Other communities include Los Angeles; Inland Empire; Santa Clara, CA, Las Vegas, Nevada; Scottsdale, Arizona; and El Paso, Texas.
6. Is the technology safe?
The California Department of Health Services is charged with the responsibility for establishing uniform statewide reclamation criteria to ensure that the use of groundwater replenishment will not be detrimental to public health.
Pure Water Monterey will take treated wastewater and put it through an additional four-step treatment process of ozone pre-treatment, microfiltration, reverse osmosis, and oxidation with ultraviolet light and hydrogen peroxide. This process will make the water near distilled quality and exceeds all drinking water standards.
7. How does this project improve the water quality in the Seaside Aquifer?
The Pure Water Monterey project creates ultra-pure water. By adding this water into the groundwater it will, over time, increase the quality of the water as well as help to prevent seawater intrusion.
8. How does this project improve the water quality in the Salinas Valley Aquifer?
By supplying additional tertiary treated water to the Salinas Valley agricultural industry, it reduces the reliance on groundwater pumping thereby helping to combat the effects of seawater intrusion.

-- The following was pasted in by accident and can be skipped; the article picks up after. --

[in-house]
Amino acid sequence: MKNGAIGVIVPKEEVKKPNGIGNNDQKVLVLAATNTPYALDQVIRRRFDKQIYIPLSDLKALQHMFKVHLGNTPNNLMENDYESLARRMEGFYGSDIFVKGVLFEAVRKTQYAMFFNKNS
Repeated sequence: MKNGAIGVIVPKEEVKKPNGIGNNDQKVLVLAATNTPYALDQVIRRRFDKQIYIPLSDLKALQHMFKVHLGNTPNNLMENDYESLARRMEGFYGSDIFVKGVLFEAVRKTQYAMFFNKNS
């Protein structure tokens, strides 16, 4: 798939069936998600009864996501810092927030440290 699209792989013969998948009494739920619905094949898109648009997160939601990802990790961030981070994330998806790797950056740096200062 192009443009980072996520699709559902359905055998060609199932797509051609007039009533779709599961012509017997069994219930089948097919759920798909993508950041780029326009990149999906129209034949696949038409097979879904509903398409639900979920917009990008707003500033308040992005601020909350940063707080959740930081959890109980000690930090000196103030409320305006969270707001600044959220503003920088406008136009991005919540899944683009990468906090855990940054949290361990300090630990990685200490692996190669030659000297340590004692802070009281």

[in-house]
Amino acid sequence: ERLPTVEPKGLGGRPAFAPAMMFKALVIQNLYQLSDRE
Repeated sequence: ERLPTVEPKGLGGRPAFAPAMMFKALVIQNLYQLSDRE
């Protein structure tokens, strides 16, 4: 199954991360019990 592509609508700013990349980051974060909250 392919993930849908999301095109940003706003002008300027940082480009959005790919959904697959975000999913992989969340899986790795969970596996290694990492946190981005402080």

9. Do we need to identify new sources of drinking water?
Water providers throughout California are responsible for securing, managing and delivering a safe and reliable water supply to their regions. Searching for sustainable local water supply sources that match the right quality with the right use is part of that responsibility.
Many regions are looking for ways to meet long-term water supply demands. Recycled water is one new, locally developed and reliable water supply. Provided through proven technologies, it is a drought-resistant water supply that can help ensure safe, sustainable water now and into the future.
Recycled water is a locally controlled source, unlike imported water.
10. What about conservation?
Water conservation is always the first step in preserving the California’s water supplies. The 20×2020 Water Conservation Plan was adopted in 2008 to maximize the state’s urban water efficiency and conservation opportunities with a goal of a 20 percent per capita reduction in urban water demand by 2020. However, despite our best efforts, water conservation cannot meet all of our water demands.
11. What is wastewater?